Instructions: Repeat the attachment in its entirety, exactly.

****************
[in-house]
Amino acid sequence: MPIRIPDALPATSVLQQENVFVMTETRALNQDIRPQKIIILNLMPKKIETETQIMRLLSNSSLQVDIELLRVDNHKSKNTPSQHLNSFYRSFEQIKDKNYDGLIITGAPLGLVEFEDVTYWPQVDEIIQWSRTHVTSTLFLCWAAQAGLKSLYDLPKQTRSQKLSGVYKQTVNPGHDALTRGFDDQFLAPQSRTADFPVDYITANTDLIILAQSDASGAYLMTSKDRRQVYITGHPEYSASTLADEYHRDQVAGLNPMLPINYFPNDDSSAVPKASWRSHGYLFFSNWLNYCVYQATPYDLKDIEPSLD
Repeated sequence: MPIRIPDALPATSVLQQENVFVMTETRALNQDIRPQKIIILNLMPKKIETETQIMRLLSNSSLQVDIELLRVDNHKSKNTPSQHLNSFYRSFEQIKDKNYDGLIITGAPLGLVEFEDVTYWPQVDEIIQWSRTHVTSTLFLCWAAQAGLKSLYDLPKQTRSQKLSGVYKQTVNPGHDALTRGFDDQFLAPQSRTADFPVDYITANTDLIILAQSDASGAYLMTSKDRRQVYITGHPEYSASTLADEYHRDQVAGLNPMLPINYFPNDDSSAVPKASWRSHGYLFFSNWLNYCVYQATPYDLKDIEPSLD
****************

[in-house]
Amino acid sequence: MPIRIPDALPATSVLQQENVFVMTETRALNQDIRPQKIIILNLMPKKIETETQIMRLLSNSSLQVDIELLRVDNHKSKNTPSQHLNSFYRSFEQIKDKNYDGLIITGAPLGLVEFEDVTYWPQVDEIIQWSRTHVTSTLFLCWAAQAGLKSLYDLPKQTRSQKLSGVYKQTVNPGHDALTRGFDDQFLAPQSRTADFPVDYITANTDLIILAQSDASGAYLMTSKDRRQVYITGHPEYSASTLADEYHRDQVAGLNPMLPINYFPNDDSSAVPKASWRSHGYLFFSNWLNYCVYQATPYDLKDIEPSLD
Repeated sequence: MPIRIPDALPATSVLQQENVFVMTETRALNQDIRPQKIIILNLMPKKIETETQIMRLLSNSSLQVDIELLRVDNHKSKNTPSQHLNSFYRSFEQIKDKNYDGLIITGAPLGLVEFEDVTYWPQVDEIIQWSRTHVTSTLFLCWAAQAGLKSLYDLPKQTRSQKLSGVYKQTVNPGHDALTRGFDDQFLAPQSRTADFPVDYITANTDLIILAQSDASGAYLMTSKDRRQVYITGHPEYSASTLADEYHRDQVAGLNPMLPINYFPNDDSSAVPKASWRSHGYLFFSNWLNYCVYQATPYDLKDIEPSLD